A Record Final Act for Miller

Dec. 1, 2013

By: Brian Rice

Rajion Neal wasted no time cracking the 1,000-yard mark on Saturday night and did it style.

The senior needed just 10 yards coming into the game, and took his first carry on the night 60 yards for a touchdown on the game's second play.

"It felt good," Neal said of the run. "It was on my mind all week. To get it the way that we did and to keep the momentum that we had, it was perfect."

Neal finished the night with 134 yards on 20 carries, his fifth 100-yard game of 2013. He finished the season with 1,124 yards, the most since Montario Hardesty ran for 1,413 in 2009. Neal is the first Tennessee back to rush for 1,000 yards since Tauren Poole in 2010, the first since Hardesty to accomplish the feat in 12 games, as Poole completed his mark in the 13th game.

The carry gave Neal his 12th touchdown of the season, the most by a Vol back since Hardesty in 09. He more than doubled his career output in 2013, entering the season with seven rushing scores.

"It was big," said Neal of getting on the board early with the 60-yard TD. "We definitely wanted to establish the run game early. All week we had been talking about dialing that up and the guys up front blocked it perfectly. They sprung me loose and all I had to do was run."

LEXINGTON, Ky. - Defensive linemen at the University of Tennessee have long been measured by how they stack up to some of the greats in Vol history. Corey Miller's final night in orange and white will be remembered along some of those great players and great performances.

On Tennessee's final defensive play of the night, Miller broke Reggie White's single-game sack record, finishing the night with 4.5 sacks after pulling down Maxwell Smith just shy of his end zone to end the game with a sack-fumble, the final exclamation point in the Vols victory.

"To be able to break an individual's record like Reggie White, that's something very, very, very special," head coach Butch Jones said. "A mentality to get the the quarterback, that 63 mentality that we talk about. There's a lot of sacks that are opportunity sacks, the other defensive end doing his job, and forcing the quarterback to push the pocket. I thought it was a great team effort up front."

Miller was excited about the record, but it wasn't something he set out to do in the game. He didn't know it was close going into the final drive. In fact, he didn't know at all until he walked into the locker room to the congratulations of his teammates.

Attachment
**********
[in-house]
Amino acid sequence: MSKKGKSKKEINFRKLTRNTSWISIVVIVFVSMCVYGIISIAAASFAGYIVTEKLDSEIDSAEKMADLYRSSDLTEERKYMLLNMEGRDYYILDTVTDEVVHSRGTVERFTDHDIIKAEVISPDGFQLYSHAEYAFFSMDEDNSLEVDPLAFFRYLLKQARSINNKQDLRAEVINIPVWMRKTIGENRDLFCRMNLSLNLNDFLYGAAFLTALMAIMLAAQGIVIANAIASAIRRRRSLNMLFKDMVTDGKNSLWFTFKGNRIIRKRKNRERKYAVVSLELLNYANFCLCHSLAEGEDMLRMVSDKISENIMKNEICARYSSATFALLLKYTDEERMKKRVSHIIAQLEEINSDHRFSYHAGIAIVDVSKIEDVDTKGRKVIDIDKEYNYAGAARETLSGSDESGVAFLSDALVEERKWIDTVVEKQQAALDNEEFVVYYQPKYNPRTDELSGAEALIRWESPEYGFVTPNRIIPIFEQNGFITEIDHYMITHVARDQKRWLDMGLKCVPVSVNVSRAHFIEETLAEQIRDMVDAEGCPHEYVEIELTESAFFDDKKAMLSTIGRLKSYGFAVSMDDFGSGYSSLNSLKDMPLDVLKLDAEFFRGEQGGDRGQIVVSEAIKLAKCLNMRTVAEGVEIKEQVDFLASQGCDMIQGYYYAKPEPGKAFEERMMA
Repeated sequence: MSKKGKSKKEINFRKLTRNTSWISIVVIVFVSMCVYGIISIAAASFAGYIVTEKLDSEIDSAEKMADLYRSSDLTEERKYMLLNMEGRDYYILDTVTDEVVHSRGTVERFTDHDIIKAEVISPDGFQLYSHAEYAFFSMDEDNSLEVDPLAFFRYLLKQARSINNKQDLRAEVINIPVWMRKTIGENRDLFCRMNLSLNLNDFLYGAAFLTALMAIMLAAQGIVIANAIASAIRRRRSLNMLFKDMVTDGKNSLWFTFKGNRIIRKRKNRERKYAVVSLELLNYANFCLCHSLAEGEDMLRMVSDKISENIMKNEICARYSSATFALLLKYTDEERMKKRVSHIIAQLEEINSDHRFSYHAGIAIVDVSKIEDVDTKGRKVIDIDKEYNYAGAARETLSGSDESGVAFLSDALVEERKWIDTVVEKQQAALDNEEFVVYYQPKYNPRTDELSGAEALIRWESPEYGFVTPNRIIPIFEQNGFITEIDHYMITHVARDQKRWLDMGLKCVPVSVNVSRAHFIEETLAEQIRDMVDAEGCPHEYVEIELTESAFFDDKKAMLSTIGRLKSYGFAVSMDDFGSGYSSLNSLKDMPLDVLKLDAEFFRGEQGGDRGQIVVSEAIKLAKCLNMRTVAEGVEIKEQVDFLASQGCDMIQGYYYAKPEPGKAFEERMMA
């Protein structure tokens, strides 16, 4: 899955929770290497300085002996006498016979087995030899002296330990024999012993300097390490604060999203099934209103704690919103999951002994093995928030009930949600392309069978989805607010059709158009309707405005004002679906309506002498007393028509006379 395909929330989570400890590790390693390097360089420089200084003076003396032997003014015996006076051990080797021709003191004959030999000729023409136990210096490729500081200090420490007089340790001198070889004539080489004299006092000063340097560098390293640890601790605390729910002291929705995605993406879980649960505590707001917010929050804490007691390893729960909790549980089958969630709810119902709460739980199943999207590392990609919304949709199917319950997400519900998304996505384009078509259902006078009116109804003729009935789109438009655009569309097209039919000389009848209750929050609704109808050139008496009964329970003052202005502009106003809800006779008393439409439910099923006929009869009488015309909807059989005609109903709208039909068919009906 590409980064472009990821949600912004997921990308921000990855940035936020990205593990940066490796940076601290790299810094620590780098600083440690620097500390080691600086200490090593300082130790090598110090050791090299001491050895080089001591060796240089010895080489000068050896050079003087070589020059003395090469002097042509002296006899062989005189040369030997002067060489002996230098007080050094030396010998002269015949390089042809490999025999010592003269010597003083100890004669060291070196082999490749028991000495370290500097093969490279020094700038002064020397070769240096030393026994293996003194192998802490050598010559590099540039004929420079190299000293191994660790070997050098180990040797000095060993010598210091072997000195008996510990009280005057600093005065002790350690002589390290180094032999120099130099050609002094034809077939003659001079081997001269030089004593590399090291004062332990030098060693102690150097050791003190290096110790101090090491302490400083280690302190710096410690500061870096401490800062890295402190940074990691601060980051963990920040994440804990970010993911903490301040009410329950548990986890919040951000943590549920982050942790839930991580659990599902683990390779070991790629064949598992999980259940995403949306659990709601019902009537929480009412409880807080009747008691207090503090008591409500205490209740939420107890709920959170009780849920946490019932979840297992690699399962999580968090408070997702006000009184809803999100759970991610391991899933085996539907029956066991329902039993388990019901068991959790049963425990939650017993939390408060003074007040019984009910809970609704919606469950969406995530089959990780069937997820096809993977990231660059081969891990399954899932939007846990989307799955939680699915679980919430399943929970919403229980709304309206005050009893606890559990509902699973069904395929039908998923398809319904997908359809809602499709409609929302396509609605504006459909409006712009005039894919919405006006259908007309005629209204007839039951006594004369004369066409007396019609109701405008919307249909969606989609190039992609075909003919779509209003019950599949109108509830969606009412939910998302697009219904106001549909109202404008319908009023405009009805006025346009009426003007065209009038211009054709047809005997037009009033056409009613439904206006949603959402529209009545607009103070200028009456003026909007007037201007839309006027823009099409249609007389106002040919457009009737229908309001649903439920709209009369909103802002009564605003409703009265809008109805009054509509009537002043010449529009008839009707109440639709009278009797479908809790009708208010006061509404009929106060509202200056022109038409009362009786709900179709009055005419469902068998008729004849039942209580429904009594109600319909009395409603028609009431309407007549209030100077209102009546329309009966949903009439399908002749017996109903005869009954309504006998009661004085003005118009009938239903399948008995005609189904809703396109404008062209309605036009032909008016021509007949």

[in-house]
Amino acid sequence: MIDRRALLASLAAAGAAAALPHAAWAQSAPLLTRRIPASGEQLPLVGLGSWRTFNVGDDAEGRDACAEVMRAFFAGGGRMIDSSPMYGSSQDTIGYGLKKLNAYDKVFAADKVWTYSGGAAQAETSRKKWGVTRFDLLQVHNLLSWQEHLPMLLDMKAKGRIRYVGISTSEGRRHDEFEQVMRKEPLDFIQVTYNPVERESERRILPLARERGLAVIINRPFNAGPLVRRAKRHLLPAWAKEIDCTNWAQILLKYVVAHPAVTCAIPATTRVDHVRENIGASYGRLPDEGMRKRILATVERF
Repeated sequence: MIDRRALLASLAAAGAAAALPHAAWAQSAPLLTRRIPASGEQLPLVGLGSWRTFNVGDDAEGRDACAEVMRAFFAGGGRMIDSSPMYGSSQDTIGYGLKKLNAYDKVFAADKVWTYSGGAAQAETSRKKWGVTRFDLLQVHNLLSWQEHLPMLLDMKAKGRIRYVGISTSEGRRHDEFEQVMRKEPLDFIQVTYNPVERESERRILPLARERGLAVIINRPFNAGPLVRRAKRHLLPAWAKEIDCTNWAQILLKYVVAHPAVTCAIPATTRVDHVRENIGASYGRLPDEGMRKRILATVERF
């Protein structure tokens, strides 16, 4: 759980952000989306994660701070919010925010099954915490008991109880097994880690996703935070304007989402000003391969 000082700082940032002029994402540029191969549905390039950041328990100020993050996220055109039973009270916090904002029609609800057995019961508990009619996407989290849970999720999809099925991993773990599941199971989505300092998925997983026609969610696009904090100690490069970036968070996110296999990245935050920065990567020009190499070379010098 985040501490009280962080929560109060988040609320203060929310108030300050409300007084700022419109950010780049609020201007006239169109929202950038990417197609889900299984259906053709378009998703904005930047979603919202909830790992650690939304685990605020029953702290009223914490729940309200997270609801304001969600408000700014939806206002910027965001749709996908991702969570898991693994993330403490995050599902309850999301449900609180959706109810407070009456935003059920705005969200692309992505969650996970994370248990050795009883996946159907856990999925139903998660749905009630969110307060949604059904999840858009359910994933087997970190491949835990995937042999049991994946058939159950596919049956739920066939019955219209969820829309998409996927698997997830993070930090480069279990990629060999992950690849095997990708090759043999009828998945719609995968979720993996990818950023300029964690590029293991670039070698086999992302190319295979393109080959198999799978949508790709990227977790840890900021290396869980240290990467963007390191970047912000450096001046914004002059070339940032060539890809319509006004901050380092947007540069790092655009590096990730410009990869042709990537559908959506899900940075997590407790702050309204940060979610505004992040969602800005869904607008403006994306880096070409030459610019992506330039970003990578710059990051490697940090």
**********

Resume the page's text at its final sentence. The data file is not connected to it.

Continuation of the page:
"I'm speechless about it," Miller said about the record, adding that breaking a mark set by someone like White, whose number 92 stands retired above the field at Neyland Stadium made it even more special. "You never think that something like that to happen, especially in the last game of your career. I went back to some of the guys that were able to help me like A.J. (Johnson) with the pass rush that helped free me up."

Not only did the play give Miller the record, it effectively ended the game. Miller hit Smith high, forcing a fumble that was recovered by fellow senior John Probst at the UK 3-yard line. A pair of kneel downs later, the Volunteers had their first road win since 2010. Miller credited Johnson with creating the play.

"The was A.J'.s play," Miller said. "We called a certain play where he comes down and picks the center and I just had to step to the left and wrap up. I shook his hand after the play."

Johnson said the impact Miller made lifted the whole defense.

"He was just making plays, getting to the quarterback. That helped our defense tremendously," Johnson said. "Sacks change the whole game. I'm just so happy for him to go out in his final game and breaking Reggie White's record."

The record on the final play of his career was special, but it didn't ease the emotion that he felt walking off the field for the final time as a Volunteer.

"The sack record didn't change it a bit," he said of his emotions after the clock ran out. "The only thing that was on my mind was that I was sad that my career at Tennessee was over. I had maybe a two-second cry, but Marlon Walls pulled me aside and I was able to enjoy the rest of the time with my guys."





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